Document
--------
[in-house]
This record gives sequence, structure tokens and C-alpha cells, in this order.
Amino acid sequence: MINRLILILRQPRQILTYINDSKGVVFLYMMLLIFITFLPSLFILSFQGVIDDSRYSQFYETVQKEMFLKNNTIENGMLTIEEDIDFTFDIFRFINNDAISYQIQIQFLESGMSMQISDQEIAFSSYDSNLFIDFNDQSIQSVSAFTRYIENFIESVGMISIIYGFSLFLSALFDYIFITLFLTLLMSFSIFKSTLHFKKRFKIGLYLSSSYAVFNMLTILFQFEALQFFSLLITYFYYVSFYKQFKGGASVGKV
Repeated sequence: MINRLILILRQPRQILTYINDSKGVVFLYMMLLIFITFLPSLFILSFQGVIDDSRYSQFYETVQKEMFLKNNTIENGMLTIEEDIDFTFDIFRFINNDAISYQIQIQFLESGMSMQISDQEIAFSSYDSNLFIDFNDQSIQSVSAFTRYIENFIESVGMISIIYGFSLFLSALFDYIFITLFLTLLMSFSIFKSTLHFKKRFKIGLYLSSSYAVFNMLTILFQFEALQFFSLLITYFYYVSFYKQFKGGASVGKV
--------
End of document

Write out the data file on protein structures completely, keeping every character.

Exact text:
[in-house]
This record gives sequence, structure tokens and C-alpha cells, in this order.
Amino acid sequence: MINRLILILRQPRQILTYINDSKGVVFLYMMLLIFITFLPSLFILSFQGVIDDSRYSQFYETVQKEMFLKNNTIENGMLTIEEDIDFTFDIFRFINNDAISYQIQIQFLESGMSMQISDQEIAFSSYDSNLFIDFNDQSIQSVSAFTRYIENFIESVGMISIIYGFSLFLSALFDYIFITLFLTLLMSFSIFKSTLHFKKRFKIGLYLSSSYAVFNMLTILFQFEALQFFSLLITYFYYVSFYKQFKGGASVGKV
Repeated sequence: MINRLILILRQPRQILTYINDSKGVVFLYMMLLIFITFLPSLFILSFQGVIDDSRYSQFYETVQKEMFLKNNTIENGMLTIEEDIDFTFDIFRFINNDAISYQIQIQFLESGMSMQISDQEIAFSSYDSNLFIDFNDQSIQSVSAFTRYIENFIESVGMISIIYGFSLFLSALFDYIFITLFLTLLMSFSIFKSTLHFKKRFKIGLYLSSSYAVFNMLTILFQFEALQFFSLLITYFYYVSFYKQFKGGASVGKV